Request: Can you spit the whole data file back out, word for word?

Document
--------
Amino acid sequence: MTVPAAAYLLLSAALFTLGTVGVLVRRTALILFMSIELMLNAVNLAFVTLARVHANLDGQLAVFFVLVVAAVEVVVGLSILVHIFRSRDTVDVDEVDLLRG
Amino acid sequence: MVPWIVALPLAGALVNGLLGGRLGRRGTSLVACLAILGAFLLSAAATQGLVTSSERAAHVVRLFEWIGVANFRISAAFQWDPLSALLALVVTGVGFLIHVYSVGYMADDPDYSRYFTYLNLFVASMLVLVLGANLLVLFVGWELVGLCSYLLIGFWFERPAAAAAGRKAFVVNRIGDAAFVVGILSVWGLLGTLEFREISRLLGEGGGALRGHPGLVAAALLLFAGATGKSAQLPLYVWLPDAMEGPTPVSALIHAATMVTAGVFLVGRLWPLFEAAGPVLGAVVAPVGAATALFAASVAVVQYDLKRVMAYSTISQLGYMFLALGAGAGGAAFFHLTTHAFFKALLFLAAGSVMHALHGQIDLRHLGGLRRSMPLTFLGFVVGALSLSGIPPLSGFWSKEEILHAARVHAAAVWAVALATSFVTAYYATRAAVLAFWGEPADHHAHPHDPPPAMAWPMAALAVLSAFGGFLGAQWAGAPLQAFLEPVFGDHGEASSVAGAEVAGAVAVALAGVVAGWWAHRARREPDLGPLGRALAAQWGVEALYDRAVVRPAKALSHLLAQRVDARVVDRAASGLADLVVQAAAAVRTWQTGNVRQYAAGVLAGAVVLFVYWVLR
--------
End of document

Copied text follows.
Amino acid sequence: MTVPAAAYLLLSAALFTLGTVGVLVRRTALILFMSIELMLNAVNLAFVTLARVHANLDGQLAVFFVLVVAAVEVVVGLSILVHIFRSRDTVDVDEVDLLRG
Amino acid sequence: MVPWIVALPLAGALVNGLLGGRLGRRGTSLVACLAILGAFLLSAAATQGLVTSSERAAHVVRLFEWIGVANFRISAAFQWDPLSALLALVVTGVGFLIHVYSVGYMADDPDYSRYFTYLNLFVASMLVLVLGANLLVLFVGWELVGLCSYLLIGFWFERPAAAAAGRKAFVVNRIGDAAFVVGILSVWGLLGTLEFREISRLLGEGGGALRGHPGLVAAALLLFAGATGKSAQLPLYVWLPDAMEGPTPVSALIHAATMVTAGVFLVGRLWPLFEAAGPVLGAVVAPVGAATALFAASVAVVQYDLKRVMAYSTISQLGYMFLALGAGAGGAAFFHLTTHAFFKALLFLAAGSVMHALHGQIDLRHLGGLRRSMPLTFLGFVVGALSLSGIPPLSGFWSKEEILHAARVHAAAVWAVALATSFVTAYYATRAAVLAFWGEPADHHAHPHDPPPAMAWPMAALAVLSAFGGFLGAQWAGAPLQAFLEPVFGDHGEASSVAGAEVAGAVAVALAGVVAGWWAHRARREPDLGPLGRALAAQWGVEALYDRAVVRPAKALSHLLAQRVDARVVDRAASGLADLVVQAAAAVRTWQTGNVRQYAAGVLAGAVVLFVYWVLR